Recently a friend sent out an email to many compatriots about the release of his new book. For those of us who are authors, announcing a new book is a big deal. A day or so later, he was distressed to discover that when the recipients tried to click the link in his email to read more about the book, the link wouldn’t open the Web page.
The email was in HTML (not text) format, so when I looked at the code behind the link, I could see BLOCKED in front of the URL. In other words, if you look at the HTML code that makes up the email, the link looked something like this:
<a href="BLOCKED::http://www.mynewbook.com/">My Book</a>
In some email programs, if you hold your mouse over the link, you can see the word "BLOCKED" in front of the link. Or if you can force the link to open in your browser, you get a "Page Cannot Be Displayed" error because of the "BLOCKED" in front of Web address on the address bar.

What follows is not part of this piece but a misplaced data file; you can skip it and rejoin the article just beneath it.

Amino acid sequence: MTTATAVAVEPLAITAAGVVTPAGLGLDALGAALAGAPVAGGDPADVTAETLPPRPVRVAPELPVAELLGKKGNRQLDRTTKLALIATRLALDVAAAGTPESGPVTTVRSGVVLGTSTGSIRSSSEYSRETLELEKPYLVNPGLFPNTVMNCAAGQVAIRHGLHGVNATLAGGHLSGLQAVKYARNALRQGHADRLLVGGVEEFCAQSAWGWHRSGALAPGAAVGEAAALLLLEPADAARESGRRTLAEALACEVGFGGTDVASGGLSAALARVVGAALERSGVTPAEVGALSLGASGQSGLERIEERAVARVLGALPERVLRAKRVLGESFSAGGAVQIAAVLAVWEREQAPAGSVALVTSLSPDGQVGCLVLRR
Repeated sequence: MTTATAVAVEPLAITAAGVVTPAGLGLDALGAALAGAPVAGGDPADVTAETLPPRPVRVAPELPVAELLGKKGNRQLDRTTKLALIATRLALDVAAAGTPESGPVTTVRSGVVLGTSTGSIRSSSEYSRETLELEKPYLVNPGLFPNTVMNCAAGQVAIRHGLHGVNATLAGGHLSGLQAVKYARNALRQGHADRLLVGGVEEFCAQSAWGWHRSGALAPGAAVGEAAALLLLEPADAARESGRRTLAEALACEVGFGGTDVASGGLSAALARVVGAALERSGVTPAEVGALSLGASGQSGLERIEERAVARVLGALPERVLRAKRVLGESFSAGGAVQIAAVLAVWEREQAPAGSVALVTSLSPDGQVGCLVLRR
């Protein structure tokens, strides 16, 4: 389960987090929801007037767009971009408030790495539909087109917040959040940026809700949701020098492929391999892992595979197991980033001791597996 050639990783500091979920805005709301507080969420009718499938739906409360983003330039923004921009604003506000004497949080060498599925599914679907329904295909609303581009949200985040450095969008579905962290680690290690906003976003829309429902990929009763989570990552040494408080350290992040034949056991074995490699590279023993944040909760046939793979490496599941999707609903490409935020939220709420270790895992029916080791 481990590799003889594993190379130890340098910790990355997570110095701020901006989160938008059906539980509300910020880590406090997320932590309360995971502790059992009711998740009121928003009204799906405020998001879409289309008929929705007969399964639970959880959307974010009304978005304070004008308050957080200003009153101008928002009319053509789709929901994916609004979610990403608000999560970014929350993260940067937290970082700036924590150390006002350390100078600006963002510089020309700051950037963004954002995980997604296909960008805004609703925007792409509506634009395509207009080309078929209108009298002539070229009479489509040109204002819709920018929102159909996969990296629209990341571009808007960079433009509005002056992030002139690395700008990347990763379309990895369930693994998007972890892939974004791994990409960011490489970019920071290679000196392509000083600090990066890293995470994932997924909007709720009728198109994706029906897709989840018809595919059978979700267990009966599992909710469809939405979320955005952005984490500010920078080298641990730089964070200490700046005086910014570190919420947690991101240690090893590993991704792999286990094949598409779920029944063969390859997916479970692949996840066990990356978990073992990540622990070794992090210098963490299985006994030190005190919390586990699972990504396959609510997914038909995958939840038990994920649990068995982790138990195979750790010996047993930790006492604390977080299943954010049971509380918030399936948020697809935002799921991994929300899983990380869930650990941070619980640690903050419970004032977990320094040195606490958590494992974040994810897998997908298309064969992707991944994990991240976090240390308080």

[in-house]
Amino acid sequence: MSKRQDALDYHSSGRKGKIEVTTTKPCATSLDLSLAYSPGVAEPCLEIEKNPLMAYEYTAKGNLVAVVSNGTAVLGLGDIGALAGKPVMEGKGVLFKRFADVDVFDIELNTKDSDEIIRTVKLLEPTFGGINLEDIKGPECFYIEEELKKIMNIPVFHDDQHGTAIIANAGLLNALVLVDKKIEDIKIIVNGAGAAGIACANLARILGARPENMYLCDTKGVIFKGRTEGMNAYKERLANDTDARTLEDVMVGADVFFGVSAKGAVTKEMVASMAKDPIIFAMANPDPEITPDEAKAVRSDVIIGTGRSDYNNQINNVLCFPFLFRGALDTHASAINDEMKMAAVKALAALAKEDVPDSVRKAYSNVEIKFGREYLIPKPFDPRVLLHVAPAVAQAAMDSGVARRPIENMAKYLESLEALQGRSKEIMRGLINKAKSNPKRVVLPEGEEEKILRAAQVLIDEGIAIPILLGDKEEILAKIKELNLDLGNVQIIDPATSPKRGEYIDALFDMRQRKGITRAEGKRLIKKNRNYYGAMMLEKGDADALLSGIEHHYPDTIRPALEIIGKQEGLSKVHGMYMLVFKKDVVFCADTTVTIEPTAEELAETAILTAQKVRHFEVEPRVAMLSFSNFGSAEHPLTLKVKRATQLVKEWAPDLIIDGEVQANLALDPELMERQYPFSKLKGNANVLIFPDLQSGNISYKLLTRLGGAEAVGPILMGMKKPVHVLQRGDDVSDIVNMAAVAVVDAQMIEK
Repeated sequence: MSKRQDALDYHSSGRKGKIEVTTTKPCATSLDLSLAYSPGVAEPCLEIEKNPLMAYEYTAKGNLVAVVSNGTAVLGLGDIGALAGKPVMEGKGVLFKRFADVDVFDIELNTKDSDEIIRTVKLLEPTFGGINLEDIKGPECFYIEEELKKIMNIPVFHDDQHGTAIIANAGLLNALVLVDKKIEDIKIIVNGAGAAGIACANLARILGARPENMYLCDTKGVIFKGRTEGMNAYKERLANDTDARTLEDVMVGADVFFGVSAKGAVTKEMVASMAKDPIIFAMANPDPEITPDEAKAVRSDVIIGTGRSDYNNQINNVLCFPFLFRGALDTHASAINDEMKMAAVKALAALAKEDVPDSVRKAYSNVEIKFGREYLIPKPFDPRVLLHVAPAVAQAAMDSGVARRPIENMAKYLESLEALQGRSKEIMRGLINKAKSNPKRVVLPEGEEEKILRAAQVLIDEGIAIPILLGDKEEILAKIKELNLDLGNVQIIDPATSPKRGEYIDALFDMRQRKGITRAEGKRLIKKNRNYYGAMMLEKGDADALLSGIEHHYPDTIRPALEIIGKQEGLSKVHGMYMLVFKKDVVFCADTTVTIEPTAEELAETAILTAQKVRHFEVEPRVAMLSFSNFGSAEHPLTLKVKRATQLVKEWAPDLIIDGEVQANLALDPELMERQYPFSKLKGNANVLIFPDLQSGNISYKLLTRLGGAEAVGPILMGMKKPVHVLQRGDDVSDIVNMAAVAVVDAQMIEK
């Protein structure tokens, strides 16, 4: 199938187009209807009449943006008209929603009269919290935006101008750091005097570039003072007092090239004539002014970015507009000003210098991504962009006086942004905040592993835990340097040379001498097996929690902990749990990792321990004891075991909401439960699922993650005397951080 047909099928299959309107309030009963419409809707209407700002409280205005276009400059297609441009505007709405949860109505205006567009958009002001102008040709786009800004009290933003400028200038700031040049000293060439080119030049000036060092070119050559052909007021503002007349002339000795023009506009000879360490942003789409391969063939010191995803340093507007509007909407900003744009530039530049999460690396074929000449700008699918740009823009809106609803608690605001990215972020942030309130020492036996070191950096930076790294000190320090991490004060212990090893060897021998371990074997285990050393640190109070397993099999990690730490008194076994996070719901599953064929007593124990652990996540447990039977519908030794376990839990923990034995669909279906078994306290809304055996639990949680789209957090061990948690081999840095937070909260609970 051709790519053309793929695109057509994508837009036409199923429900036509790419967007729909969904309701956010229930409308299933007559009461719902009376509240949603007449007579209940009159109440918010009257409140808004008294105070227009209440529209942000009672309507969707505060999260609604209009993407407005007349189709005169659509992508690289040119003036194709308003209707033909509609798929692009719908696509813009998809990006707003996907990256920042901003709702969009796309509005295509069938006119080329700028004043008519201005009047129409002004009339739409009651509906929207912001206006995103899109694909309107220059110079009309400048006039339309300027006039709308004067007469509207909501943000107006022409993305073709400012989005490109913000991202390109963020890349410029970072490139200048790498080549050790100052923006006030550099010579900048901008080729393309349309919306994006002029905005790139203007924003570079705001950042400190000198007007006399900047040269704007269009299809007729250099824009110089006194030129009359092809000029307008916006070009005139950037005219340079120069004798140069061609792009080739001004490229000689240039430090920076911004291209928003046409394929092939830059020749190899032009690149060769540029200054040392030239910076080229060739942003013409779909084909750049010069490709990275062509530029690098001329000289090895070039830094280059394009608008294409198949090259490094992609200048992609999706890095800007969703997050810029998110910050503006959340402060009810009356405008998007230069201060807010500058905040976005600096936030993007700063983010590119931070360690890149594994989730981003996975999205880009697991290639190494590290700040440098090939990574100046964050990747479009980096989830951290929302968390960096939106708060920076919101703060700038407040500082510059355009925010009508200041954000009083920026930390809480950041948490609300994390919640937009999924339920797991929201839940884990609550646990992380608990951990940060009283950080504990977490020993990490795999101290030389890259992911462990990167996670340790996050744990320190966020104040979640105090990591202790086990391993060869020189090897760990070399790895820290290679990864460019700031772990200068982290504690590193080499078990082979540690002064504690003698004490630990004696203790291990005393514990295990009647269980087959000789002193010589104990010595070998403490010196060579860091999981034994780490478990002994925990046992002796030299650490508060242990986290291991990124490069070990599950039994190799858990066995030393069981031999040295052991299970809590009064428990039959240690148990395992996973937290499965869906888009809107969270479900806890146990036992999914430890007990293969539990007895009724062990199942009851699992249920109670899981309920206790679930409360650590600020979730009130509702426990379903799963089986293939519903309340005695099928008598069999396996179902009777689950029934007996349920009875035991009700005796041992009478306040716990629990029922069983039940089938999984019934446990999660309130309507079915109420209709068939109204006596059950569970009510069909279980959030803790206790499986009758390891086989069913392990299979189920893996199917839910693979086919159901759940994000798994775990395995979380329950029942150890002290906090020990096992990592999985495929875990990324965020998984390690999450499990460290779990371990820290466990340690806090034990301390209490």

Interestingly, he was not the first person to send me an email with that type of problem that day. I was able to see the links on another person’s email by removing the obnoxious "BLOCKED" in the address bar of my browser, so it would process real URL and show the intended page. But let’s face it, most people wouldn’t do that, and in some email programs, it’s difficult to see the code behind the scenes (even if you actually want to).
As it turns out, the problem happens to Outlook users when they copy URLs from one email message and paste them into another one. In this case, my author friend had composed more than one version of his book announcement and in the process of copying and pasting, inadvertently triggered this problem.
Although the person receiving the email can’t change settings to fix the links, the person sending can change their external content setting to avoid causing the problem in the first place. In Outlook 2003, choose Tools|Options|Security|Change Automatic Download Settings.
As I’ve mentioned many times before, I don’t use Outlook, so the links I send out work fine. In fact, these types of endless security "features" and issues are why I have always refused to use Outlook at all.